Posts

Co-Chair Dont Rhine | Discussed in Savage Minds Article

We’re in Crisis! Time to Slow Down: Discernment in a Trumpian Age

(This occasional post comes from Edgar Rivera Colón, Ph.D. Dr. Rivera Colón is a medical anthropologist and teaches at Columbia University’s Narrative Medicine program. Dr. Rivera Colón is also Assistant Professor of Sociology and Urban Studies at Saint Peter’s University, The Jesuit University of New Jersey. He does spiritual direction with activists as a ministry of the Ecumenical Catholic Church (ECC), an LGBT-affirming faith community, based in Guadalajara, Mexico.)

No hay mal que dure cien años — ni cuerpo que lo resista.” (Popular Puerto Rican saying).

“There is no evil that can last a century — nor bodies equipped to endure it.”

The last weeks have been a marathon (Trumpathon?) of despair, grief, resistance, and mobilization in the wake of Donald Trump’s election victory. I’ve spent part of time having long conversations with younger activists — folks in their 20’s and 30’s — about their feelings of disorientation and anger at what seemed to many to be an impossible electoral outcome. One of most dangerous, hate-spewing, fear-mongering, and vulgar presidential candidates in the US history is about to take over one wing of the state apparatus. Whatever one’s take on the whys and wherefores of the 2016 presidential election results, the negative effect on many bodies, spirits, and minds is palpable and worrying. What to do in such a crisis with so many layers and consequences that could warp even further the American polity for two or three generations hence?

To read full article click here.

Faculty Portfolio of Recent Work-Luis Jacob

Luis Jacob, “Spirits of the Grotto” (2012), public art at Dufferin underpass, Toronto.

Luis Jacob, “Spirits of the Grotto” (2012), public art at Dufferin underpass, Toronto.

03.City of Toronto Archives City Hall Conditions of Competition 1957

City of Toronto Archives, “Site of City Hall (from Conditions of Competition, City Hall and Square)” (1957), RG Reports, Box 9.

04.The Demonstration.2013

Luis Jacob, “The Demonstration” (2013), two-colour silkscreen print

05.Jack Chambers.photo study c.1970

Jack Chambers, “Untitled photo study” (c.1970)

06.Broken statue in Rome

Broken statue representing a theatre actor, photographed in Rome by Luis Jacob.

07.Sphinx.2015

Luis Jacob, “Sphinx” (2015), installation with sculpture and library of books, Children’s Conservatory, Allan Gardens, Toronto.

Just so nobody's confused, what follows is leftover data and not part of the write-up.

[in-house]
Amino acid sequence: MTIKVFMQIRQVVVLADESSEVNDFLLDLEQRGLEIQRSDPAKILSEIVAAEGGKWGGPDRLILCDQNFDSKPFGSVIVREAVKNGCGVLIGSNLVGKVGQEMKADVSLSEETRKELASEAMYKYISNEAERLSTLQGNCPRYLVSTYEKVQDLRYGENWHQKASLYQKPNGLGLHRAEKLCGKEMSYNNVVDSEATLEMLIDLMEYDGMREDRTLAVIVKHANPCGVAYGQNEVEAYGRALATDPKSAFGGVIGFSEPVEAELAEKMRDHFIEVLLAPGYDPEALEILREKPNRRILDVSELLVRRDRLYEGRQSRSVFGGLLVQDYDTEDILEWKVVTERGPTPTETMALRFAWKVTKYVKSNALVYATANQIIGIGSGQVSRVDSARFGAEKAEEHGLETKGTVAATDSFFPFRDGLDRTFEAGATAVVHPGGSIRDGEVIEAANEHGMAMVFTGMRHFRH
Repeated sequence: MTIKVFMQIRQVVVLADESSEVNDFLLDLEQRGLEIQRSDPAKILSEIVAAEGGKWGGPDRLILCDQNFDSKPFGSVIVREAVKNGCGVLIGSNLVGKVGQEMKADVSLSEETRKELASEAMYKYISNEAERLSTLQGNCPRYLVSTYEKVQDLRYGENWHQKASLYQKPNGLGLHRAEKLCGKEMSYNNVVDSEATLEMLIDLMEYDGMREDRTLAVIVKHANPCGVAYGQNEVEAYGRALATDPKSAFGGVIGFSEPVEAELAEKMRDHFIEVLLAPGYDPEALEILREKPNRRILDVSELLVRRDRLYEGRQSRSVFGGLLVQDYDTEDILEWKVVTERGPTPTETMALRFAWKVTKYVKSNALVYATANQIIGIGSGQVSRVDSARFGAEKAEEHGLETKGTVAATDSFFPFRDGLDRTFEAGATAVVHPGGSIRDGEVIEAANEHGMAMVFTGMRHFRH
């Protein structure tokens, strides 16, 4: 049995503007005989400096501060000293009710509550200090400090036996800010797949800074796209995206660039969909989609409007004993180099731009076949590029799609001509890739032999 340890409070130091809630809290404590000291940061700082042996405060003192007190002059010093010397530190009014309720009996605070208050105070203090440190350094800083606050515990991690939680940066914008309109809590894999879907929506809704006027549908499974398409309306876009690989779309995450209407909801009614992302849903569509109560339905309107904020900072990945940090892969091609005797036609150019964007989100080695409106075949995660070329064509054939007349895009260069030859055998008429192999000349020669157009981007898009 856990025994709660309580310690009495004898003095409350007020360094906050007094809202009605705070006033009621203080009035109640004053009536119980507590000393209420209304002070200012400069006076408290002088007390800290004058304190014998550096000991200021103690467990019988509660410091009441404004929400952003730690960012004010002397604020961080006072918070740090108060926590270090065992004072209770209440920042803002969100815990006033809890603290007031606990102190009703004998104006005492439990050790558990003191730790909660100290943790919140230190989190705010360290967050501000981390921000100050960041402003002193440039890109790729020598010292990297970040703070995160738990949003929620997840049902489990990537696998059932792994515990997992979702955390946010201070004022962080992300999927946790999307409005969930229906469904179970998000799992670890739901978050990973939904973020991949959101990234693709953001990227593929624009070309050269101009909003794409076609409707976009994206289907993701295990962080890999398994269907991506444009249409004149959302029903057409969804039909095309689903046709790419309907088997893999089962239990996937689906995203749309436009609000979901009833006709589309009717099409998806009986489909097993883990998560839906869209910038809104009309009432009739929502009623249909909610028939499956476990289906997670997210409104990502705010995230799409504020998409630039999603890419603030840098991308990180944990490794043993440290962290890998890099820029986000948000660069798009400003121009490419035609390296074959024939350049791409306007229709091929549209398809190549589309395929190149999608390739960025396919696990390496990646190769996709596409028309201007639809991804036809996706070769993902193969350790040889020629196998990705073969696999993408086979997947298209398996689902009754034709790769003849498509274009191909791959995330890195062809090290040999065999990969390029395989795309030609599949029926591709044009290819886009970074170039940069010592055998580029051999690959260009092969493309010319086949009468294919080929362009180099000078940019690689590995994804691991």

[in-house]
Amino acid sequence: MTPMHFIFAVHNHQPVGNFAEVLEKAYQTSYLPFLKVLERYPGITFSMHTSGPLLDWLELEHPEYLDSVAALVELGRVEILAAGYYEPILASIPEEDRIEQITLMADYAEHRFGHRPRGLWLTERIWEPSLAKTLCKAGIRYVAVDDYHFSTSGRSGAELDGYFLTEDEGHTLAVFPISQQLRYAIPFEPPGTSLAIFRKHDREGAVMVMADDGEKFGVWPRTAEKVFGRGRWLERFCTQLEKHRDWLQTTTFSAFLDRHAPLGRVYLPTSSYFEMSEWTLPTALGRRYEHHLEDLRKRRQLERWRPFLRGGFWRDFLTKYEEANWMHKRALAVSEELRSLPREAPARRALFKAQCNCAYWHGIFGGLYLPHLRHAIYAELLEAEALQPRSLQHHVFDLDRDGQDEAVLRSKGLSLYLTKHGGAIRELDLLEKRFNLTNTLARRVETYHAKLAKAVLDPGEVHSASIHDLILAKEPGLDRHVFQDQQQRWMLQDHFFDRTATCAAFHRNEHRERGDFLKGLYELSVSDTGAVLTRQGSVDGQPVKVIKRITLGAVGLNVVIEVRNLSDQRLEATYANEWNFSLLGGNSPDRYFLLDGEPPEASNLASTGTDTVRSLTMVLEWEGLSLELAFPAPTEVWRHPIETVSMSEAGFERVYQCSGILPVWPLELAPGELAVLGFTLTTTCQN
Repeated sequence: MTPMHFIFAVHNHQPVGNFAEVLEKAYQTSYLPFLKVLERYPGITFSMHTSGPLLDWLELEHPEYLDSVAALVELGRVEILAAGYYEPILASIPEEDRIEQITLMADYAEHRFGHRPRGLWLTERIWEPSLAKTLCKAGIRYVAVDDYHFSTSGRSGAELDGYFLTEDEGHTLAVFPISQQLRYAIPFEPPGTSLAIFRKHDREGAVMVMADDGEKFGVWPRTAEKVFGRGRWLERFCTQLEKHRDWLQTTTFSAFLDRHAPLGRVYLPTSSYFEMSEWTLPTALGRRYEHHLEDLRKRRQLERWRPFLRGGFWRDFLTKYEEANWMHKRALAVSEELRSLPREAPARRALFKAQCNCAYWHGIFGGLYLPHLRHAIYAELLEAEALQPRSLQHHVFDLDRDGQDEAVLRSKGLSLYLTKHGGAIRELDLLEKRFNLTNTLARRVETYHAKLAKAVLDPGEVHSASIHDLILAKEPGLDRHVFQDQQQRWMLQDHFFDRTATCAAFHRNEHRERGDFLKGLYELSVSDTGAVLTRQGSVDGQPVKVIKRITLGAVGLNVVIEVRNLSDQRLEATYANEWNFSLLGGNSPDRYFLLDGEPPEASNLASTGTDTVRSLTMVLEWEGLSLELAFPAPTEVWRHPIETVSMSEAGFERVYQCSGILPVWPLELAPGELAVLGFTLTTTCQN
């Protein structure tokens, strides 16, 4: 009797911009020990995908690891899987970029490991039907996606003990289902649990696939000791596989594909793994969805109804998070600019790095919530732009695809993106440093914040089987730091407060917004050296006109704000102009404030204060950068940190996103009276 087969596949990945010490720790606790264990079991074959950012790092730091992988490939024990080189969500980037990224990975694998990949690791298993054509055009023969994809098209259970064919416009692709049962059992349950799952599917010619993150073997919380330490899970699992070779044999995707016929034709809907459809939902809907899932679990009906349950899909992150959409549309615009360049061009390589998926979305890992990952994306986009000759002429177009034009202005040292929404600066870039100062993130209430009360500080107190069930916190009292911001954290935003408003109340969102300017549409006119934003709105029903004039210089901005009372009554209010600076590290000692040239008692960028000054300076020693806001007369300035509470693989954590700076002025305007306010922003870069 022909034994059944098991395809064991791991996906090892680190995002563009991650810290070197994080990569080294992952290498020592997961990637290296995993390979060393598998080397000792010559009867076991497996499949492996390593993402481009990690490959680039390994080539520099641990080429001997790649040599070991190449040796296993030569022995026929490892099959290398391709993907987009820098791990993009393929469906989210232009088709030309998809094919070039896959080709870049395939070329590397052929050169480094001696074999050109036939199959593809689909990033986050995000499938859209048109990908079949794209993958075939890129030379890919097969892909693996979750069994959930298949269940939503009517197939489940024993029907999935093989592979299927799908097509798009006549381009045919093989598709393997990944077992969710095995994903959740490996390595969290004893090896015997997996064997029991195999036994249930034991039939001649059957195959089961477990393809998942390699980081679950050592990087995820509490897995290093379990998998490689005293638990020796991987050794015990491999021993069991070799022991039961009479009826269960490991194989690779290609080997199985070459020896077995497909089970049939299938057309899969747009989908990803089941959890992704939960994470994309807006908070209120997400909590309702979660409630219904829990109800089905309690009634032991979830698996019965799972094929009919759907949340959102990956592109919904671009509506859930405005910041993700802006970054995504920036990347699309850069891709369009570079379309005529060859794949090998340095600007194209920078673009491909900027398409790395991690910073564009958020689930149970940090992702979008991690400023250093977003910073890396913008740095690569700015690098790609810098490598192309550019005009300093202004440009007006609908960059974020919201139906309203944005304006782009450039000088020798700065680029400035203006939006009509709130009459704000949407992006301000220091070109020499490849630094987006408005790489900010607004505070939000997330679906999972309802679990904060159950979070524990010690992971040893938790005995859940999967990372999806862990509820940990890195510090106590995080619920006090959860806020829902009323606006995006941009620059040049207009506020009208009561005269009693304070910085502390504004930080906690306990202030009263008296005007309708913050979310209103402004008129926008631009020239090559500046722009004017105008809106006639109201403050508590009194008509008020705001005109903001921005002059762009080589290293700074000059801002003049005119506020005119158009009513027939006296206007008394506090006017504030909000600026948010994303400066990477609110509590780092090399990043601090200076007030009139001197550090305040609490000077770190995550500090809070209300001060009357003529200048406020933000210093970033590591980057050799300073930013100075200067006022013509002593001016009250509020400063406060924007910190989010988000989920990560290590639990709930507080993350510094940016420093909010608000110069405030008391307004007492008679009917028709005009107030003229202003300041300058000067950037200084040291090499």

08.Sphinx.2015

Luis Jacob, “Sphinx” (2015), installation with sculpture and library of books, Children’s Conservatory, Allan Gardens, Toronto.

09.Sphinx.2015

Luis Jacob, “Sphinx” (2015), installation with sculpture and library of books, Children’s Conservatory, Allan Gardens, Toronto.

10a.Sphinx.2015

Luis Jacob, “Sphinx” (2015), installation with sculpture and library of books, Children’s Conservatory, Allan Gardens, Toronto.

I feel that contemporary artists are under constant pressure to conduct their practices in accordance with a cosmopolitan definition of art, privileging artistic languages that are legible within the art capitals – at the expense of the multitude of artistic languages spoken in the peripheries (that is, in most of the planet).

My work stems from an intuition that, as artists, the diverse places where we live and work are not incidental to the work we make.  I want to explore the conscious and unconscious ways in which these places shape our self-images and our cultures.

Toronto is the place I call home.  Researching the colonial relations between settlers (like me) and First Nations people allows me to grasp why life in this city is perceived to happen as if on a vacant lot.  Exploring the example of local artists like Jack Chambers, Greg Curnoe, Joyce Wieland and General Idea, instructs me about their engagement with these questions of place, regionalism, nationalism and mediation.  Travelling to other places exposes me to artistic languages unfamiliar to me, and to the ways in which people in different contexts engage the reality of colonization, globalization and resistance.  Riding my bike around town, reading local narratives, auditing a course on the history of urban planning at the University of Toronto, attending a seminar on the history of Toronto filmmaking at the Bloor Cinema – these activities help me develop a more nuanced sense of the city I live in.

I have heard people say, “Toronto has no history.”  In my work I refer to this fantasy of ‘the blank canvas’ as a perfect allegory for the chasm in Toronto between the richness of local history and the pervasive vacancy of local memory.  I make work that ‘looks back’ at the viewer in an attempt to summon the spirits that haunt this place I call home.